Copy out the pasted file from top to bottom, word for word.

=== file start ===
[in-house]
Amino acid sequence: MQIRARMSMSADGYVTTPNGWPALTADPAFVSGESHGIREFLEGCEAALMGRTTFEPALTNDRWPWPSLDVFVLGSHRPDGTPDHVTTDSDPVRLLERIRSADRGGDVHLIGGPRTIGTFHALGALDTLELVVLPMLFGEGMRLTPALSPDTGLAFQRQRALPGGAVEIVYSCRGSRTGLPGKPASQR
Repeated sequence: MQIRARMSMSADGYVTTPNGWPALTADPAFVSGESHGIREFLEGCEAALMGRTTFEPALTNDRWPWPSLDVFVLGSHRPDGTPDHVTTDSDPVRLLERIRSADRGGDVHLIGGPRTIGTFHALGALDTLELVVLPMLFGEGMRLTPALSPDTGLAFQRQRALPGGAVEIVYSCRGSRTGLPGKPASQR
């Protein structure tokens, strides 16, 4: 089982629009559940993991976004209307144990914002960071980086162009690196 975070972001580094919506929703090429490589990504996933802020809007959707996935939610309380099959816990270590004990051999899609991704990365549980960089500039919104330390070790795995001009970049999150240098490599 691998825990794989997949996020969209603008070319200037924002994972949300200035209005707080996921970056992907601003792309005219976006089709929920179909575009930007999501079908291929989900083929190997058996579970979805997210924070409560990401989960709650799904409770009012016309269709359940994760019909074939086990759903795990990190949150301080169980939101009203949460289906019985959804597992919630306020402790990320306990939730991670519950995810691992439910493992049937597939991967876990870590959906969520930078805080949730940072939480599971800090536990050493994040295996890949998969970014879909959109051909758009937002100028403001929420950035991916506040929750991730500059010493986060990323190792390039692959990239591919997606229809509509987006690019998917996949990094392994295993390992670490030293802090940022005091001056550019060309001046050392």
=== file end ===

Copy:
[in-house]
Amino acid sequence: MQIRARMSMSADGYVTTPNGWPALTADPAFVSGESHGIREFLEGCEAALMGRTTFEPALTNDRWPWPSLDVFVLGSHRPDGTPDHVTTDSDPVRLLERIRSADRGGDVHLIGGPRTIGTFHALGALDTLELVVLPMLFGEGMRLTPALSPDTGLAFQRQRALPGGAVEIVYSCRGSRTGLPGKPASQR
Repeated sequence: MQIRARMSMSADGYVTTPNGWPALTADPAFVSGESHGIREFLEGCEAALMGRTTFEPALTNDRWPWPSLDVFVLGSHRPDGTPDHVTTDSDPVRLLERIRSADRGGDVHLIGGPRTIGTFHALGALDTLELVVLPMLFGEGMRLTPALSPDTGLAFQRQRALPGGAVEIVYSCRGSRTGLPGKPASQR
């Protein structure tokens, strides 16, 4: 089982629009559940993991976004209307144990914002960071980086162009690196 975070972001580094919506929703090429490589990504996933802020809007959707996935939610309380099959816990270590004990051999899609991704990365549980960089500039919104330390070790795995001009970049999150240098490599 691998825990794989997949996020969209603008070319200037924002994972949300200035209005707080996921970056992907601003792309005219976006089709929920179909575009930007999501079908291929989900083929190997058996579970979805997210924070409560990401989960709650799904409770009012016309269709359940994760019909074939086990759903795990990190949150301080169980939101009203949460289906019985959804597992919630306020402790990320306990939730991670519950995810691992439910493992049937597939991967876990870590959906969520930078805080949730940072939480599971800090536990050493994040295996890949998969970014879909959109051909758009937002100028403001929420950035991916506040929750991730500059010493986060990323190792390039692959990239591919997606229809509509987006690019998917996949990094392994295993390992670490030293802090940022005091001056550019060309001046050392």